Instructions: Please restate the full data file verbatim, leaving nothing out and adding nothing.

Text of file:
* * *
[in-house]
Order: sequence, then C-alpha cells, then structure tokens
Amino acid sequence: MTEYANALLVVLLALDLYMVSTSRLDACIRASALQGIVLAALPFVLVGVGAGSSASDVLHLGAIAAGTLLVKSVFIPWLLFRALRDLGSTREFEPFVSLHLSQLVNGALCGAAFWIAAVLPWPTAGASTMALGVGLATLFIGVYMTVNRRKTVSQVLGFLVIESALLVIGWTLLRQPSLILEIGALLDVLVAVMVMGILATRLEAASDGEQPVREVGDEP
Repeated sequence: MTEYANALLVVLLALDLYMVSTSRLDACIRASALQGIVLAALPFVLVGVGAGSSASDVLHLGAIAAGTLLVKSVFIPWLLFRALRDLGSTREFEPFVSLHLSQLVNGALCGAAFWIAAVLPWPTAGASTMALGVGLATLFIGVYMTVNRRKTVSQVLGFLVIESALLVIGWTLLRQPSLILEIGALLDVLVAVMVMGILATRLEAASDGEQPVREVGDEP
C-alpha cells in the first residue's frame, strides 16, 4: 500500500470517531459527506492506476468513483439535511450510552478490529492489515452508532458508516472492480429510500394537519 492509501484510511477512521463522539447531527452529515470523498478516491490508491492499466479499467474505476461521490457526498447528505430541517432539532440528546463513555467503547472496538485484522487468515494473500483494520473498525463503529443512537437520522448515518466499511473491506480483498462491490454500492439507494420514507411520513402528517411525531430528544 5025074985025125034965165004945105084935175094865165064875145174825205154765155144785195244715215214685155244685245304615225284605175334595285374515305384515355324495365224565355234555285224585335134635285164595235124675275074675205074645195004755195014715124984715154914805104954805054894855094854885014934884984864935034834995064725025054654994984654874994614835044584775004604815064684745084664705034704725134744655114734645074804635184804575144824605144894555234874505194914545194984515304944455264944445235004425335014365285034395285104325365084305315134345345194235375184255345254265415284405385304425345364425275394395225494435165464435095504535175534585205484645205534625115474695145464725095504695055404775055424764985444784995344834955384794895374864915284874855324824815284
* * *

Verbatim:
[in-house]
Order: sequence, then C-alpha cells, then structure tokens
Amino acid sequence: MTEYANALLVVLLALDLYMVSTSRLDACIRASALQGIVLAALPFVLVGVGAGSSASDVLHLGAIAAGTLLVKSVFIPWLLFRALRDLGSTREFEPFVSLHLSQLVNGALCGAAFWIAAVLPWPTAGASTMALGVGLATLFIGVYMTVNRRKTVSQVLGFLVIESALLVIGWTLLRQPSLILEIGALLDVLVAVMVMGILATRLEAASDGEQPVREVGDEP
Repeated sequence: MTEYANALLVVLLALDLYMVSTSRLDACIRASALQGIVLAALPFVLVGVGAGSSASDVLHLGAIAAGTLLVKSVFIPWLLFRALRDLGSTREFEPFVSLHLSQLVNGALCGAAFWIAAVLPWPTAGASTMALGVGLATLFIGVYMTVNRRKTVSQVLGFLVIESALLVIGWTLLRQPSLILEIGALLDVLVAVMVMGILATRLEAASDGEQPVREVGDEP
C-alpha cells in the first residue's frame, strides 16, 4: 500500500470517531459527506492506476468513483439535511450510552478490529492489515452508532458508516472492480429510500394537519 492509501484510511477512521463522539447531527452529515470523498478516491490508491492499466479499467474505476461521490457526498447528505430541517432539532440528546463513555467503547472496538485484522487468515494473500483494520473498525463503529443512537437520522448515518466499511473491506480483498462491490454500492439507494420514507411520513402528517411525531430528544 5025074985025125034965165004945105084935175094865165064875145174825205154765155144785195244715215214685155244685245304615225284605175334595285374515305384515355324495365224565355234555285224585335134635285164595235124675275074675205074645195004755195014715124984715154914805104954805054894855094854885014934884984864935034834995064725025054654994984654874994614835044584775004604815064684745084664705034704725134744655114734645074804635184804575144824605144894555234874505194914545194984515304944455264944445235004425335014365285034395285104325365084305315134345345194235375184255345254265415284405385304425345364425275394395225494435165464435095504535175534585205484645205534625115474695145464725095504695055404775055424764985444784995344834955384794895374864915284874855324824815284